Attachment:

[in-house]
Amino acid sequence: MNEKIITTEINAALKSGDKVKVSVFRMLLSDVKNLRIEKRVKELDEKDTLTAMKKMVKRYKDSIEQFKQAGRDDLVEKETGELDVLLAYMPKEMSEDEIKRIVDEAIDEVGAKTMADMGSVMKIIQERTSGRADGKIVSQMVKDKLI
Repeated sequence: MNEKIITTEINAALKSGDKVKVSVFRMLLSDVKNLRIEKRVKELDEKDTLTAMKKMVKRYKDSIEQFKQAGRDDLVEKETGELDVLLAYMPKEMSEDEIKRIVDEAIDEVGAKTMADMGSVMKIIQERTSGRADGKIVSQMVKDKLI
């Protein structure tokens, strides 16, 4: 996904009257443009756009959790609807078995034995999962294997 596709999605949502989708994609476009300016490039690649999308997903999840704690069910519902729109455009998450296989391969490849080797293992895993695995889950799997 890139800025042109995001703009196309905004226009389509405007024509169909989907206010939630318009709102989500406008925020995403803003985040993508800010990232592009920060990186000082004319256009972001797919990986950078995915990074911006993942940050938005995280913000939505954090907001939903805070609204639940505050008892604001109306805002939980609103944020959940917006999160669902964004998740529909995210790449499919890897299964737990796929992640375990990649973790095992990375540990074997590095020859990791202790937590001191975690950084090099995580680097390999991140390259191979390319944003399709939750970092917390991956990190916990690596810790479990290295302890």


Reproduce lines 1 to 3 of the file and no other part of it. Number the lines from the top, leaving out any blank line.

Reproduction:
[in-house]
Amino acid sequence: MNEKIITTEINAALKSGDKVKVSVFRMLLSDVKNLRIEKRVKELDEKDTLTAMKKMVKRYKDSIEQFKQAGRDDLVEKETGELDVLLAYMPKEMSEDEIKRIVDEAIDEVGAKTMADMGSVMKIIQERTSGRADGKIVSQMVKDKLI
Repeated sequence: MNEKIITTEINAALKSGDKVKVSVFRMLLSDVKNLRIEKRVKELDEKDTLTAMKKMVKRYKDSIEQFKQAGRDDLVEKETGELDVLLAYMPKEMSEDEIKRIVDEAIDEVGAKTMADMGSVMKIIQERTSGRADGKIVSQMVKDKLI